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The racial gap in education and the legacy of slavery

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  • Bertocchi, Graziella
  • Dimico, Arcangelo

Abstract

We study the evolution of racial educational inequality across US states from 1940 to 2000. We show that throughout this period, despite evidence of convergence, the racial gap in attainment between blacks and whites has been persistently determined by the initial gap. We obtain these results with 2SLS estimates where slavery is used as an instrument for the initial gap. We address the question of the excludability of slavery by instrumenting it with the share of disembarked slaves from the Trans-Atlantic Slave Trade. Using the same approach we also find that income growth is negatively affected by the initial racial gap in education and that slavery affects growth indirectly through this channel.

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Bibliographic Info

Article provided by Elsevier in its journal Journal of Comparative Economics.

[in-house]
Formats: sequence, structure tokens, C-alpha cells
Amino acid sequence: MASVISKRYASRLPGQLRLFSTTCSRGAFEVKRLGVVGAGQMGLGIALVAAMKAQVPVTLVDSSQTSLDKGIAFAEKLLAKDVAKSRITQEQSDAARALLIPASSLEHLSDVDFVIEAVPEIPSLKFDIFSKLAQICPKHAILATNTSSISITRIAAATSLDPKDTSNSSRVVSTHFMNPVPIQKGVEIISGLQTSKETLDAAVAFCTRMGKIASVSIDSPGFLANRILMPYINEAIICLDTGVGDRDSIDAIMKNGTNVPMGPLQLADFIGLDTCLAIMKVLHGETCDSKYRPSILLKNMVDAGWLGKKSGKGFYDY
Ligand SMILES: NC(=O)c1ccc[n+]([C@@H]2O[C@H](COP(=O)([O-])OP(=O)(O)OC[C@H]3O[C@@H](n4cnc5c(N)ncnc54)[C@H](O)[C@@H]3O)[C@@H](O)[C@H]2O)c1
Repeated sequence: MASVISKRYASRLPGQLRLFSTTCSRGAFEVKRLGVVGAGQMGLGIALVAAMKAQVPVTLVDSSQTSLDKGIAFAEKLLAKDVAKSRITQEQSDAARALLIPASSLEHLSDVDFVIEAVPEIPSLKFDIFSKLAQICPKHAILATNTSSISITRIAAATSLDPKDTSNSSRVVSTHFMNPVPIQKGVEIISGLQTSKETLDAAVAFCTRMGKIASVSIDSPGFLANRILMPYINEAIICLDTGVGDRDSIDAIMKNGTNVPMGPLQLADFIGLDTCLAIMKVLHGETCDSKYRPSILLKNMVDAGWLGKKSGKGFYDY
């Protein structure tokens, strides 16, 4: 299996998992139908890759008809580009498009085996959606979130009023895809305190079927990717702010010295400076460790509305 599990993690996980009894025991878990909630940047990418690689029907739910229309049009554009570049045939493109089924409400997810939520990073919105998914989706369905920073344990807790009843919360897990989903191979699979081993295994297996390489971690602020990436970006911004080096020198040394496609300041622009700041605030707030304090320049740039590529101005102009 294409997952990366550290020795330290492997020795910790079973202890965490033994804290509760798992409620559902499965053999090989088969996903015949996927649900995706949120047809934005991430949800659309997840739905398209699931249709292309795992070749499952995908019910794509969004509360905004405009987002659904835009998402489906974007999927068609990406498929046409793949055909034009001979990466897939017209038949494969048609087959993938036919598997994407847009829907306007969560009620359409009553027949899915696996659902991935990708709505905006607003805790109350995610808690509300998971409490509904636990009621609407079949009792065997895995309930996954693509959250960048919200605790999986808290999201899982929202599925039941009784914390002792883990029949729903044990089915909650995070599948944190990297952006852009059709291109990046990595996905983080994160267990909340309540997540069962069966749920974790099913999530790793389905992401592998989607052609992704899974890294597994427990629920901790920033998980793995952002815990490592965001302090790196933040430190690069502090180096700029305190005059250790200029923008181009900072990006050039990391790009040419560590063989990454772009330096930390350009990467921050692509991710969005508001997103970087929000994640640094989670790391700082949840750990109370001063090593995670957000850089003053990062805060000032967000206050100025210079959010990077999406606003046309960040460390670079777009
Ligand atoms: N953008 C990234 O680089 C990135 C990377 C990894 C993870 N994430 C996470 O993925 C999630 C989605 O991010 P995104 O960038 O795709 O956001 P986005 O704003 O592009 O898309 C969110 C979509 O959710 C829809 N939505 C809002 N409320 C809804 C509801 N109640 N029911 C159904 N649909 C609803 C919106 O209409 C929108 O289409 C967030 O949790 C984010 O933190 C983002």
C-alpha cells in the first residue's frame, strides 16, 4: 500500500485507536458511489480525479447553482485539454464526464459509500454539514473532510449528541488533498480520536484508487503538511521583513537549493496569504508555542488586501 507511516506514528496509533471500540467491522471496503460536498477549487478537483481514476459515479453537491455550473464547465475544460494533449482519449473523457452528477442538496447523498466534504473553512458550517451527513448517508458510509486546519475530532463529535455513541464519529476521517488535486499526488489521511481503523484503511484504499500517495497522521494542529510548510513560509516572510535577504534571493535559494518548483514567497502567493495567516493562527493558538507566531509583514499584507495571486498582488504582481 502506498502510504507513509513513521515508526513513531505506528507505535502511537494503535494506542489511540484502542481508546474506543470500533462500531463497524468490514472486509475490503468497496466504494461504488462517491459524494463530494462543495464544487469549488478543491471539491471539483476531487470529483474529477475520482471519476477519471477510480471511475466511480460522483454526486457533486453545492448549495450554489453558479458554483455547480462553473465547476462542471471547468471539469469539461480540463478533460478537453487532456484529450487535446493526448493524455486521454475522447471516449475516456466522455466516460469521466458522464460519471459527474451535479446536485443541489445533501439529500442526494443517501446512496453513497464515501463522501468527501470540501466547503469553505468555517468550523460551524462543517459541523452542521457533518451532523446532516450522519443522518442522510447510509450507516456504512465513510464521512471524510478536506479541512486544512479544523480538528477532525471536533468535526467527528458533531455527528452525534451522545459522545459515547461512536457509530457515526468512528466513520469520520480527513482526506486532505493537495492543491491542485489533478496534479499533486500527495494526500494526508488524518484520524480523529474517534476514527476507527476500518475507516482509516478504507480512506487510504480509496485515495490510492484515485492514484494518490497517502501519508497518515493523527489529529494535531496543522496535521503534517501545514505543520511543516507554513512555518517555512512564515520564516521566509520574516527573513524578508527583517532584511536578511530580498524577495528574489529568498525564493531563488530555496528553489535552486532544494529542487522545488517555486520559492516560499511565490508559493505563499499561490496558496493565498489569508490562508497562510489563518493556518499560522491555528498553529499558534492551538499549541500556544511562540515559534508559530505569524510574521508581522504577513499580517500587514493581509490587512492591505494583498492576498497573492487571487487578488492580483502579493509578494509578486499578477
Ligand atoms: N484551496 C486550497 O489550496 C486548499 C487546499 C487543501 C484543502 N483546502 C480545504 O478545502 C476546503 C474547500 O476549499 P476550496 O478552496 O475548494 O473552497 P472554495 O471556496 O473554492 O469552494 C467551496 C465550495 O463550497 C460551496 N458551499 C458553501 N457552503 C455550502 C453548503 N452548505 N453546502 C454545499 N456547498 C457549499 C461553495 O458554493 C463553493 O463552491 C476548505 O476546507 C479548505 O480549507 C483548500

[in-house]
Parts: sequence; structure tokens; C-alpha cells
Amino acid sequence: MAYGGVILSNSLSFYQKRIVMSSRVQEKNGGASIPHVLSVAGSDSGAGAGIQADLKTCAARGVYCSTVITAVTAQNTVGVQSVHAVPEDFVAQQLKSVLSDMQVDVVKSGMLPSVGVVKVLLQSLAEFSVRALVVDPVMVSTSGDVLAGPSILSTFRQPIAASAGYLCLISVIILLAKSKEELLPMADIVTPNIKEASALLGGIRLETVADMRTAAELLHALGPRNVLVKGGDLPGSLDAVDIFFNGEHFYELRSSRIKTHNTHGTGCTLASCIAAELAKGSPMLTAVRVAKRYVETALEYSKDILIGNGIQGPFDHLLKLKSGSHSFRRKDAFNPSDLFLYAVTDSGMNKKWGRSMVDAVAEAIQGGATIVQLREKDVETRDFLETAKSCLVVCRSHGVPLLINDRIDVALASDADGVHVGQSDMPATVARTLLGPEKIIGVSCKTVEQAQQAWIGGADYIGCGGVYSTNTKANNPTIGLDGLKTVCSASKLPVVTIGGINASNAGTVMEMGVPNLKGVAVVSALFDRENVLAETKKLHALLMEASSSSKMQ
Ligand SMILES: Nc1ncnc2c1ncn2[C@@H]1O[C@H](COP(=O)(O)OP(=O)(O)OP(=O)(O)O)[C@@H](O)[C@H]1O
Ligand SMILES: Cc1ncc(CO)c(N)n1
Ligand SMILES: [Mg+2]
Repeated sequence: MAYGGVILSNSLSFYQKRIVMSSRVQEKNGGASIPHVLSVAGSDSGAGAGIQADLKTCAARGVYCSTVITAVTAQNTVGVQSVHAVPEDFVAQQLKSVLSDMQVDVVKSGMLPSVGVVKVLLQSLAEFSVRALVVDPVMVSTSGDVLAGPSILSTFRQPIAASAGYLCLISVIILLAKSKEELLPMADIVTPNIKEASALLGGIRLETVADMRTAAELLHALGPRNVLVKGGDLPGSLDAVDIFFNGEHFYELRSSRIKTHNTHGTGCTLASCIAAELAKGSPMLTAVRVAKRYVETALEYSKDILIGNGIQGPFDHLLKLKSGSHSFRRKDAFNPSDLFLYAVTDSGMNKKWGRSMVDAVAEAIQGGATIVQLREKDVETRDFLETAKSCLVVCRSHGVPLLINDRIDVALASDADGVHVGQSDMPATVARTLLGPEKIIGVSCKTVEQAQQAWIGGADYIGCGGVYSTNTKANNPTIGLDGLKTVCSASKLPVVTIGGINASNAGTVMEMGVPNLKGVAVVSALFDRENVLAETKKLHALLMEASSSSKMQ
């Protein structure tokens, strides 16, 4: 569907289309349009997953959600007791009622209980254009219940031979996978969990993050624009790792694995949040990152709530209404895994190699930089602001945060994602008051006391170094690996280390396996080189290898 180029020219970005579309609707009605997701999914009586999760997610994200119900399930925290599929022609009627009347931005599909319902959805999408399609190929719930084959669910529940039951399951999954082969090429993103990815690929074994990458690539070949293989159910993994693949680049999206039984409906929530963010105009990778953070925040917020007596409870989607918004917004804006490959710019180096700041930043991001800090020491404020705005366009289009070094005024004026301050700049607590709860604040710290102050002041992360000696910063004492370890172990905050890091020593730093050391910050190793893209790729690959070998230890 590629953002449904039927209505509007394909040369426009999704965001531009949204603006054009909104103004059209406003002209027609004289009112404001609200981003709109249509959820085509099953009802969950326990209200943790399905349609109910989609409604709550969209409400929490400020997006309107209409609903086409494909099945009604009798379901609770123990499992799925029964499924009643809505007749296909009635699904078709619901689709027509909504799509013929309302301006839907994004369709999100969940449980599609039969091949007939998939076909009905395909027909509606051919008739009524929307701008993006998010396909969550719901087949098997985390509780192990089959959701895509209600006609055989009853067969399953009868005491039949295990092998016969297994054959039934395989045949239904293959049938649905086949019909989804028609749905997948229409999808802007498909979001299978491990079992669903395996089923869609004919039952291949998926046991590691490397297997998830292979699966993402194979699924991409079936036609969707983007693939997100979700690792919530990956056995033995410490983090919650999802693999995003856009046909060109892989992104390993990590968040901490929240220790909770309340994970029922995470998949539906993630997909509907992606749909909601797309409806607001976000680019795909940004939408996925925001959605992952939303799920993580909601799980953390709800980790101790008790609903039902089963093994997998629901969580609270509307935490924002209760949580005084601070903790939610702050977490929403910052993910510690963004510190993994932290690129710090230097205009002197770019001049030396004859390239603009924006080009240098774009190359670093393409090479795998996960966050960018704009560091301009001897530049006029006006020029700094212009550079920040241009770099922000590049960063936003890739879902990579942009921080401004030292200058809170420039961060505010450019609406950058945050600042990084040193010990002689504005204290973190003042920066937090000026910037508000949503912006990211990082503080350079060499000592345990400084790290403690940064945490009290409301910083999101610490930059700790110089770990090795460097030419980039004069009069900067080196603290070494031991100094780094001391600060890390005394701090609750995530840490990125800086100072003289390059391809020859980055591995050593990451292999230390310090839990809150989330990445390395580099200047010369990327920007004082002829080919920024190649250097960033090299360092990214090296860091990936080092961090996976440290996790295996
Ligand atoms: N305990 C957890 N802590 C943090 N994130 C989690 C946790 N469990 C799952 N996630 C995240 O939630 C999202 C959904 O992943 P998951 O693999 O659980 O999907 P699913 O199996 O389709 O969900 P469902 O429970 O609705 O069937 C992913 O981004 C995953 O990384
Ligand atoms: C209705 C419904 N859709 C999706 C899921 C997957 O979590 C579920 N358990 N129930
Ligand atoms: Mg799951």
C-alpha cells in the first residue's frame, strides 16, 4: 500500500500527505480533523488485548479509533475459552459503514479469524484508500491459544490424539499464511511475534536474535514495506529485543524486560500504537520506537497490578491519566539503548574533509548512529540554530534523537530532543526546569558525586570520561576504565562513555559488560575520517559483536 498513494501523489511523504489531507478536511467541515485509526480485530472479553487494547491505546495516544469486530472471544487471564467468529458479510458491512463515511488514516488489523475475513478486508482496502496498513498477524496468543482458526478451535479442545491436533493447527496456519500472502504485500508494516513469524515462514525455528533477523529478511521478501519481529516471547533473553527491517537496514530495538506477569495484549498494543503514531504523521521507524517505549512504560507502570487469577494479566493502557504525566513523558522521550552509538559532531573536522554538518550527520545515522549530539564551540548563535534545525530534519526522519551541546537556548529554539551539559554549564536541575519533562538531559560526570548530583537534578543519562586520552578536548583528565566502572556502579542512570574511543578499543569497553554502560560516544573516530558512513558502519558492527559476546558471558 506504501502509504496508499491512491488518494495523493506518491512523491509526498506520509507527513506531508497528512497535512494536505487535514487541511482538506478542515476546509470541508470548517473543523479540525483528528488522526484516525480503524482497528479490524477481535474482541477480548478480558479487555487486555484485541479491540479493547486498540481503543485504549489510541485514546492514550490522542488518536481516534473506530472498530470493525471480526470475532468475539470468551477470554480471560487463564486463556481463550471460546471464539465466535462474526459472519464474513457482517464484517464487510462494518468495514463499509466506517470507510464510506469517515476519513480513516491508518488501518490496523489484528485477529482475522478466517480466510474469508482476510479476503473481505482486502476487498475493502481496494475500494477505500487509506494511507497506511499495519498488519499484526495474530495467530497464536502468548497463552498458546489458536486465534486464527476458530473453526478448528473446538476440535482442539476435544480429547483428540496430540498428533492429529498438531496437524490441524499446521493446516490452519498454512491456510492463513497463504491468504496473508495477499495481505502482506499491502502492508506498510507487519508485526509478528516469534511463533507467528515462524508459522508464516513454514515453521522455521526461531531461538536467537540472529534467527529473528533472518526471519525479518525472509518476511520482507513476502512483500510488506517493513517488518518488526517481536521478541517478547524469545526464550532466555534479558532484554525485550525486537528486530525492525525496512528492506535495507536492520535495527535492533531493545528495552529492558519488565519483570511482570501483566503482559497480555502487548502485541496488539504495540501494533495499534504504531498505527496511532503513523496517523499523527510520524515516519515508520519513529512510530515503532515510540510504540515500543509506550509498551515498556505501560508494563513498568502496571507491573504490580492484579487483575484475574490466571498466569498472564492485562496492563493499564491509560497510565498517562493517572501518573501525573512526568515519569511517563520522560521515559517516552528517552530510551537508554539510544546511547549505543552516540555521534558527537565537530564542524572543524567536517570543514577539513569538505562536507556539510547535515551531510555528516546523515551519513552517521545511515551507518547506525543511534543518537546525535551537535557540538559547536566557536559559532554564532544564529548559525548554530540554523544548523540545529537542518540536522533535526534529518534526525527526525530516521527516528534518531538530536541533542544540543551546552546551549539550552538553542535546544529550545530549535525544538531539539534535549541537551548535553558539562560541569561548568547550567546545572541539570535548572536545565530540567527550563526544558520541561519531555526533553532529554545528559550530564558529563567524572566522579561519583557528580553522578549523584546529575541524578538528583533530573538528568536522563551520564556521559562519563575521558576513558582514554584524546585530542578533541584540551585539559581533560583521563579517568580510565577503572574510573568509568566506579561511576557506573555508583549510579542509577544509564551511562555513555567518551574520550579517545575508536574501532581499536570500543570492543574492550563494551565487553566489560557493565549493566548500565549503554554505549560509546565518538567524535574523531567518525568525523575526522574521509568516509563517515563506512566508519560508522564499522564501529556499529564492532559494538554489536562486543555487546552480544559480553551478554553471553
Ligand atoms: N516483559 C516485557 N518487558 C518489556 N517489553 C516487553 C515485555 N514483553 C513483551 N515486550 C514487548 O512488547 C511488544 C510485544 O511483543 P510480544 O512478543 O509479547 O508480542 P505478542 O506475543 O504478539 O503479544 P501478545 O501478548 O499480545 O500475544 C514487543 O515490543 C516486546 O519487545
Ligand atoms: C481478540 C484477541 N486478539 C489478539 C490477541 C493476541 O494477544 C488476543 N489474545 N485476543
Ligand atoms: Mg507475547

Volume (Year): 40 (2012)
Issue (Month): 4 ()
Pages: 581-595

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Handle: RePEc:eee:jcecon:v:40:y:2012:i:4:p:581-595

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Web page: http://www.elsevier.com/locate/inca/622864

Related research

Keywords: Race; Inequality; Education; Slavery; Development;

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References

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Cited by:
  1. repec:mod:depeco:0001 is not listed on IDEAS
  2. Bertocchi, Graziella & Dimico, Arcangelo, 2012. "De Jure and de Facto Determinants of Power: Evidence from Mississippi," CEPR Discussion Papers 9064, C.E.P.R. Discussion Papers.

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